Yeah, I suppose it has changed. I was very excited in general as a younger man, obviously whatever the part was about and basically it was like, “how many words do I get to say?” for the first 10 years of my career (laughs) when I played waiters and thug one and burglar four, Soldier Five and stuff. It’s just nice to have a part with a name for the first few years. Now I suppose I just look for detail and just something that I haven’t seen before; things that are unusual that subvert expectations. Just sort of more interesting, maybe than the cliches and stereotypes. I’ve been very lucky and I’ve got the wish fulfilment of playing the big baddie or the scary man and stuff in the past. So I haven’t got to many bucket list parts to tick off. I don’t hold out any great expectation of being the romantic lead in too many films looking like this (laughs). So, yeah, nowadays it’s just about how I’ll respond to it. Is the dialogue good? Is the character interesting and is it unusual?

Did you ever think you’d be playing Winston Churchill?

No, I really didn’t. I’m still not sure that was a good decision (laughs). Not by me, but by Anthony Byrne, who is the director of Peaky Blinders. I’ve worked with him a few times and he’s a mate; I’m absolutely so flattered that he had the faith in me to play that part, because it’s such a challenge. It doesn’t matter that I’m only in a couple of scenes in the last series and a couple of scenes this series; you have to research it and do it like you’re playing Churchill in a thing called Churchill. You don’t just turn up and not have your bag packed and your ducks in a row. So no I didn’t expect it and I’m fucking chuffed, man. It’s great and we have a lot of fun, I mean it’s Peakies. It’s quite a theatrical show anyway. It’s got its tongue firmly in its cheek by casting me as Churchill, I think. We run with that on the day, Cillian’s got a sense of humour, I like to think I have and Andy has too. I think of it as almost being quite an amorous relationship between him and Tommy Shelby. So we have a great deal of fun with that. Flirtatious really is the idea.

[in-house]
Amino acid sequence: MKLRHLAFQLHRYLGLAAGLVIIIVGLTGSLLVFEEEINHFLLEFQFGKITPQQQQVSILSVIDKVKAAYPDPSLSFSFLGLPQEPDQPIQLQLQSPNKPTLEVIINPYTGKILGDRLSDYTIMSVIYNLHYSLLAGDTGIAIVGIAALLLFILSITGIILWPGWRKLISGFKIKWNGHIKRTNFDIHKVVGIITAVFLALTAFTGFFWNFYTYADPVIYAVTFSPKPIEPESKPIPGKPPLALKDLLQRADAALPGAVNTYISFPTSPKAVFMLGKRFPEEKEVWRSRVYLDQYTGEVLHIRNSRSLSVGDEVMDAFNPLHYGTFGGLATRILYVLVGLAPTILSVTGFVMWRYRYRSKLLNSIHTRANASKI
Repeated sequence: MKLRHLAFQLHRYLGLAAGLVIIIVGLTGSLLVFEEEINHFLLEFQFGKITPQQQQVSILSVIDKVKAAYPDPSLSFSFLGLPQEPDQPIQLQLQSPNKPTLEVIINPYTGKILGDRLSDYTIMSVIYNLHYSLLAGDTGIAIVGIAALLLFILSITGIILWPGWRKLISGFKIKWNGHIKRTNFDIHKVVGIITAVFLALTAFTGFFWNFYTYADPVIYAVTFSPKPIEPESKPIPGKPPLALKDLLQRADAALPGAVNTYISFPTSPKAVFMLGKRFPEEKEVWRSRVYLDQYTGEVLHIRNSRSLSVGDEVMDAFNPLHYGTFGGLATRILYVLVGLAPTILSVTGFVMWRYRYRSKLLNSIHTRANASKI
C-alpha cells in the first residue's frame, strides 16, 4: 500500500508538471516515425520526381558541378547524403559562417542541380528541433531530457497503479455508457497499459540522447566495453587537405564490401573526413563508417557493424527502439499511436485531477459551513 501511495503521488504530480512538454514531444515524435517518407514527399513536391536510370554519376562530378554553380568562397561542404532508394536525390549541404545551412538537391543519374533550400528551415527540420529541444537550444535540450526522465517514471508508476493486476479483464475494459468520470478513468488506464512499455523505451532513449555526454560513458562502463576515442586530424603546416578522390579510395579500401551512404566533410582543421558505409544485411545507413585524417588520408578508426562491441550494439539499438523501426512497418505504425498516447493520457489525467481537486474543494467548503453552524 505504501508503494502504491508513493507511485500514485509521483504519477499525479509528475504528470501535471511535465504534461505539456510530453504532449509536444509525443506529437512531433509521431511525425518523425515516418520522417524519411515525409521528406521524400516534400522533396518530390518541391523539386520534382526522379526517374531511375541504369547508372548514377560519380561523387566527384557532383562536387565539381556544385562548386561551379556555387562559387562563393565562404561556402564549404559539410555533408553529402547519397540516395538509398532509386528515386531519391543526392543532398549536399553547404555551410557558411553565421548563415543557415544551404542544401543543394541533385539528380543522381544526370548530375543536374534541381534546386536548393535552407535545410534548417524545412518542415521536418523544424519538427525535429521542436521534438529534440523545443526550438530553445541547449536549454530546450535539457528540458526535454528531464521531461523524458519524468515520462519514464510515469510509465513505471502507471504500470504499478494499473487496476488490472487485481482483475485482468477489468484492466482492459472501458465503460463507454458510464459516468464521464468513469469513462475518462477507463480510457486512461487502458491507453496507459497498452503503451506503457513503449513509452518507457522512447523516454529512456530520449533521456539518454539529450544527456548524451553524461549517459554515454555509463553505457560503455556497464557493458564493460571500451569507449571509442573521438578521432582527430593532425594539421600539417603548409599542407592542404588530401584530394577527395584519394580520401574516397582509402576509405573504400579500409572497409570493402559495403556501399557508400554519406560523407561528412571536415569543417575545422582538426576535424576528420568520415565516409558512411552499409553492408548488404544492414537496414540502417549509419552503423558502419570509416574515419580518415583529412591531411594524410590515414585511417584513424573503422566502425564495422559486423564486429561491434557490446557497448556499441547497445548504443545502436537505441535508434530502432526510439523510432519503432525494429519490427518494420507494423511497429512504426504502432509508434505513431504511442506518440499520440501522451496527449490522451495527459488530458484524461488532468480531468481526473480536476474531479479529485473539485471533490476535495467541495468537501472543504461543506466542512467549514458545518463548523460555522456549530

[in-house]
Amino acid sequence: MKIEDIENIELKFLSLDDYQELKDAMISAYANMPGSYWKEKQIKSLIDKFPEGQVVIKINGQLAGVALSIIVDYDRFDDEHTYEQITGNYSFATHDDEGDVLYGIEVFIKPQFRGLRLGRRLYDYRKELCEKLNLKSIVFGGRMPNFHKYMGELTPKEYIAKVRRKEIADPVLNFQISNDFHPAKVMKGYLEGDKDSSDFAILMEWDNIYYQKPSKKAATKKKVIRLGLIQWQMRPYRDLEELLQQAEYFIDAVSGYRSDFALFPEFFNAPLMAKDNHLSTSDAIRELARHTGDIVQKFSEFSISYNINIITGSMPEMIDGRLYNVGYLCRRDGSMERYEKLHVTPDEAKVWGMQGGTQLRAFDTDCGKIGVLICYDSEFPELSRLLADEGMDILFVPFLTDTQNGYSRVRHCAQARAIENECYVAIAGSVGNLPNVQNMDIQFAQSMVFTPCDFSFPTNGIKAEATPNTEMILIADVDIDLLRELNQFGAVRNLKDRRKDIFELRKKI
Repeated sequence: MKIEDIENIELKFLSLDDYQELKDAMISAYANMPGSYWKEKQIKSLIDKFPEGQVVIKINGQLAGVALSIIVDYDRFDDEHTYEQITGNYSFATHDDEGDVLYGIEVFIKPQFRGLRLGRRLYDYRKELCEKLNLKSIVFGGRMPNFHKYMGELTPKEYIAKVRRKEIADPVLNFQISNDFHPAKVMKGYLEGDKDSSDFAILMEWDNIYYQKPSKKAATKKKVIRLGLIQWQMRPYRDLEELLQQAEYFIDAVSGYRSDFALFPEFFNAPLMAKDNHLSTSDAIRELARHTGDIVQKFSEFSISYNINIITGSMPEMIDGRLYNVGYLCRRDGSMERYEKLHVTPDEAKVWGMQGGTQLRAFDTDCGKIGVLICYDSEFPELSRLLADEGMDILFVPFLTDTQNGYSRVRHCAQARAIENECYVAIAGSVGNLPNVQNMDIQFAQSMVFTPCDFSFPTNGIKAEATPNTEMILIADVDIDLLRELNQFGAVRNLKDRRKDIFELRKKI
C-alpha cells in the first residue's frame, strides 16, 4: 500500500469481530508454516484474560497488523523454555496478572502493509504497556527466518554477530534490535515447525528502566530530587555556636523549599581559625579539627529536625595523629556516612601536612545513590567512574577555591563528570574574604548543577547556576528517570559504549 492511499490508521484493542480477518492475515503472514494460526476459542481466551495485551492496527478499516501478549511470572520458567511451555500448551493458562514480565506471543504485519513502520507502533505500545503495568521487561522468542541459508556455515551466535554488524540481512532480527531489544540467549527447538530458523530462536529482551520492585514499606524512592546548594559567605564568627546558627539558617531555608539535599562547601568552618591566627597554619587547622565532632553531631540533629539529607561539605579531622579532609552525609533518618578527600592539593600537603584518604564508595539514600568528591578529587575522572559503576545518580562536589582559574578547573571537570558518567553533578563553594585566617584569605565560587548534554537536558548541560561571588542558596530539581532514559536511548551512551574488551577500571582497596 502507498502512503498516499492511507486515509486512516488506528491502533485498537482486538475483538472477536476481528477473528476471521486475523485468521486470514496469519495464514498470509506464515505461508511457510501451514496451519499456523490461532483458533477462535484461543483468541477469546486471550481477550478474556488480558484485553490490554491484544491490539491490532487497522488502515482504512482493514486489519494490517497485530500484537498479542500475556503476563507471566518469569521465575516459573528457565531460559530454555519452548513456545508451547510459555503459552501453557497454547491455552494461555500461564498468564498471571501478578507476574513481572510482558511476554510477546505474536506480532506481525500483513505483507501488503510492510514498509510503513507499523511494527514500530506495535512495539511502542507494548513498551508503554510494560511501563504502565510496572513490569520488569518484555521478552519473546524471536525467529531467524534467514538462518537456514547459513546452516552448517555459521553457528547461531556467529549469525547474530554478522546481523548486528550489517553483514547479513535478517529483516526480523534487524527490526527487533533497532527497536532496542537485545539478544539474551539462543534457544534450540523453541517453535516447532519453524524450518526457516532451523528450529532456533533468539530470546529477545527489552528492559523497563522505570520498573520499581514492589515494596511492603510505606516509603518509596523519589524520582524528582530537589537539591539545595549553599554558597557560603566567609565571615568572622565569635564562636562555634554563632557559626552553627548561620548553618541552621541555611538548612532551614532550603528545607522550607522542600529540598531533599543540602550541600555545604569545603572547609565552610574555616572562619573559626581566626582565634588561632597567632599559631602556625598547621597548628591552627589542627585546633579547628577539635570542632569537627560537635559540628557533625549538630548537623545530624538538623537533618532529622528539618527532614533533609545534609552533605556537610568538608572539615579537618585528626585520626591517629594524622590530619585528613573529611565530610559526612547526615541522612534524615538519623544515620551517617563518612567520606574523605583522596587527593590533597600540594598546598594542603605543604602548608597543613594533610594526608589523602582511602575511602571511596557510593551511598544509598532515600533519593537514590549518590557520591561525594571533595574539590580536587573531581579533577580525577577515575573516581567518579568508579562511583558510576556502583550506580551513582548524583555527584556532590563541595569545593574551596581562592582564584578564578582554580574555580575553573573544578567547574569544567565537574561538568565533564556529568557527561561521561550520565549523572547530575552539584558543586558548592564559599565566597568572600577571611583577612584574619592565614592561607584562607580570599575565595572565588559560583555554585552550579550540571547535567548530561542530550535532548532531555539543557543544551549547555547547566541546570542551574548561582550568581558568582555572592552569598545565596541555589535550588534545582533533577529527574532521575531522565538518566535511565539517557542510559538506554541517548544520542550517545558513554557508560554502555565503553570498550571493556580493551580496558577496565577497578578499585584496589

Finally, what would you like audiences to take from Bull?

I think it’s a great Friday/Saturday night, get a pizza, buckle up ride. Oh, it’s not for the faint hearted. We know that, but it’s a real foot to the floor, full throttle thriller that you won’t be bored. You’ll be glad you stuck it on; it’ll frighten the fucking life out of you. I hope people come away from it with their breath taken away and a sleepless night.


Well, thank you so much for taking the time out to chat and good luck with the film and your upcoming projects as well.

Oh, thanks a lot. It’s really great chatting, mate.


BULL will be in Theaters April 1th, and On Demand and Digital April 5th.